To all our valued customers:

Many businesses in our city are presently closed due to the mandatory shelter in place ordinance and it has recently been extended. Auto repair services like Thom's are classified as an Essential Business thus allowing us to to be open and available to perform the needed services on our clients vehicles . We are taking the necessary precautions to ensure proper sanitation practices in our work area and the office, as well as disinfecting the interior of your vehicles upon arrival and completion of work. We have created a No Contact drop area outside of the waiting room; payment can be accomplished via credit card over the phone. We understand that finances are being stretched at this time, but reliable vehicles are a necessity, if funding is an issue we have various option available upon request.For those sheltering in place and would prefer vehicle pick up and delivery, we are able to accommodate you within a five mile range of the shop. These are trying and uncertain times for everyone and we want all of our clients to remain healthy and safe and know you can call on us for support during you times of need.

The Do's and Don'ts of Buying a Car Privately

About 87 percent of Americans dislike something about shopping for cars at dealerships, and more than half would rather buy or sell a car from home. If you’re considering buying a car privately — perhaps you’re looking for a particular vehicle or you simply find a seller with the right car at the right time — follow these do’s and don’ts to make a private purchase a happy transaction for both sides.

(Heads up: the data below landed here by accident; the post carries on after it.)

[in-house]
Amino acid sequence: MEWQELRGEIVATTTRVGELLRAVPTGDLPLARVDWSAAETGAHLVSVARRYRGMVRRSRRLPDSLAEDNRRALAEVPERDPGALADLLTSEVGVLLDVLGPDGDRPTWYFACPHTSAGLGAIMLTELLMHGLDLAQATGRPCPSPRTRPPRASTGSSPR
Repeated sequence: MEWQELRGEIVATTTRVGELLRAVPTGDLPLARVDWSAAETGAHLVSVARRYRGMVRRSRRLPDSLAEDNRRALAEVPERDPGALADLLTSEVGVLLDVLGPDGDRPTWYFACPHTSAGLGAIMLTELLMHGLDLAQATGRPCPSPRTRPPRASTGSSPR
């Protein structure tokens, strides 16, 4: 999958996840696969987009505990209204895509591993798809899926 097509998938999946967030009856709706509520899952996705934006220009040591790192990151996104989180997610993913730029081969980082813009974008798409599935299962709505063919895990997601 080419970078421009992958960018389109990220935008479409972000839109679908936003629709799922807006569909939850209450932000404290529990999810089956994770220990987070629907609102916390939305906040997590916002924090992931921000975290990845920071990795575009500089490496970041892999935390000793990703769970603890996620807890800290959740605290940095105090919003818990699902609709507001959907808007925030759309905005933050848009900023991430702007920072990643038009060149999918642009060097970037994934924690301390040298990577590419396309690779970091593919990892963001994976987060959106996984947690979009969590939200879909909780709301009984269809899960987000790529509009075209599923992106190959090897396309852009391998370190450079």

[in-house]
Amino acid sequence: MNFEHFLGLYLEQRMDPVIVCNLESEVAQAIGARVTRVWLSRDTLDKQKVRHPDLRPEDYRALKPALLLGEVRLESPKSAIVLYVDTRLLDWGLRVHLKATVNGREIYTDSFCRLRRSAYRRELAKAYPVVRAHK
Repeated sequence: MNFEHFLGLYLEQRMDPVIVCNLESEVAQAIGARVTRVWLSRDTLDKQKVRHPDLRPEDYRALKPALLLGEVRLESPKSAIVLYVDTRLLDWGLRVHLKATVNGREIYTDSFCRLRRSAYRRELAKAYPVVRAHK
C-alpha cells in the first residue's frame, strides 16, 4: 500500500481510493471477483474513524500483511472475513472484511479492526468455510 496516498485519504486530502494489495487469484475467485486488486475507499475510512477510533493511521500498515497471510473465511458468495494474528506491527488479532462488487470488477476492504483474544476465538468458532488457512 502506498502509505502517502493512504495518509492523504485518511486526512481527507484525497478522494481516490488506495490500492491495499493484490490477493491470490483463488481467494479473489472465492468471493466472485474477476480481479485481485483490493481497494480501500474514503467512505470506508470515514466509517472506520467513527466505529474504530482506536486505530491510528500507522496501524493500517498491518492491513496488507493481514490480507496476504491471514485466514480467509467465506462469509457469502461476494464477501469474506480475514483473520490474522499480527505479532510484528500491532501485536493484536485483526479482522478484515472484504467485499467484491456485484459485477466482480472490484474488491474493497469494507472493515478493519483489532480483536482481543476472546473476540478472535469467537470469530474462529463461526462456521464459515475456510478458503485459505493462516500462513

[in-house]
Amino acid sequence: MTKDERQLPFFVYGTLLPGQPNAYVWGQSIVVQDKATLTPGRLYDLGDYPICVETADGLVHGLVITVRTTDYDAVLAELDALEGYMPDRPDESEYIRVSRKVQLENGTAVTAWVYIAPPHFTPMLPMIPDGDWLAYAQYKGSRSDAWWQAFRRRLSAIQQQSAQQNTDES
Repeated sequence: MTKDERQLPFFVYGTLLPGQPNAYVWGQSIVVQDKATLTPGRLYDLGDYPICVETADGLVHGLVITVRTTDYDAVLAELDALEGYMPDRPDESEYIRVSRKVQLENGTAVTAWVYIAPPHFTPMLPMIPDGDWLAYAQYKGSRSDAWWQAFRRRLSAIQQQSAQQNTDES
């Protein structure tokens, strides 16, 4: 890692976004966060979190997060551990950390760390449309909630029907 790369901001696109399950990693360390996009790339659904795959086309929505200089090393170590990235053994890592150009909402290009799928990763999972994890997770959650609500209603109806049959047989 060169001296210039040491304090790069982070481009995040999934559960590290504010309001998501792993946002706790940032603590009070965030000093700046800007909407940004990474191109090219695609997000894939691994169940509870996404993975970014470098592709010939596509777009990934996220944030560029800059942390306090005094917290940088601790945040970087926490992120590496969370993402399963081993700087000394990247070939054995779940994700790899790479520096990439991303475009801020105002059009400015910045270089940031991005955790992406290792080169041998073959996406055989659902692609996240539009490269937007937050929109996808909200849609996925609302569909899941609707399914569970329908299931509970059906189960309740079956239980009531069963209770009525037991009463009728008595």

When you’re looking

Do your research. Know what type of vehicle you’re looking for and what buyers typically pay for a certain model in a given condition. (Sites such as Kelley Blue Book and Edmunds are well-respected resources.) There may be less room to haggle with a private seller — remember, he or she has the same information as you do — but a little knowledge can help you make an offer that’s fair.

Don’t overlook red flags. Never wire money in advance, for example. Ask to see the title, which is a way for the seller to prove ownership. And if the car is priced suspiciously low, walk away.

When you’re ready to buy

Do investigate the vehicle’s history. While a car dealership may often provide information on a previous owner or there may be a partial warranty that comes with a purchase, private transactions are typically “as is” — meaning any problems may be your responsibility. Look up a vehicle history report from a service such as Carfax (you’ll need the VIN number) to uncover issues such as past accidents or flood damage that sellers may not be forthcoming about.

Don’t skip the prepurchase inspection. Take the vehicle to your mechanic. For about $100, you may find out about a potential problem or future repair that may cost you thousands of dollars.

When you’re completing the transaction

Do get your paperwork in order. Check with your state’s motor vehicle department for specific regulations. You may need to obtain an emissions test or an odometer disclosure statement form from the seller, or even have the title notarized, for example. Also, check that the registration is up to date; if not, you may incur late fees.

Don’t show up to the sale with cash. Work with an escrow service to facilitate the payment or conduct the transaction at your financial institution.

"The Do's and Don'ts of Buying a Car Privately" State Farm Simple Insights. Retrieved from


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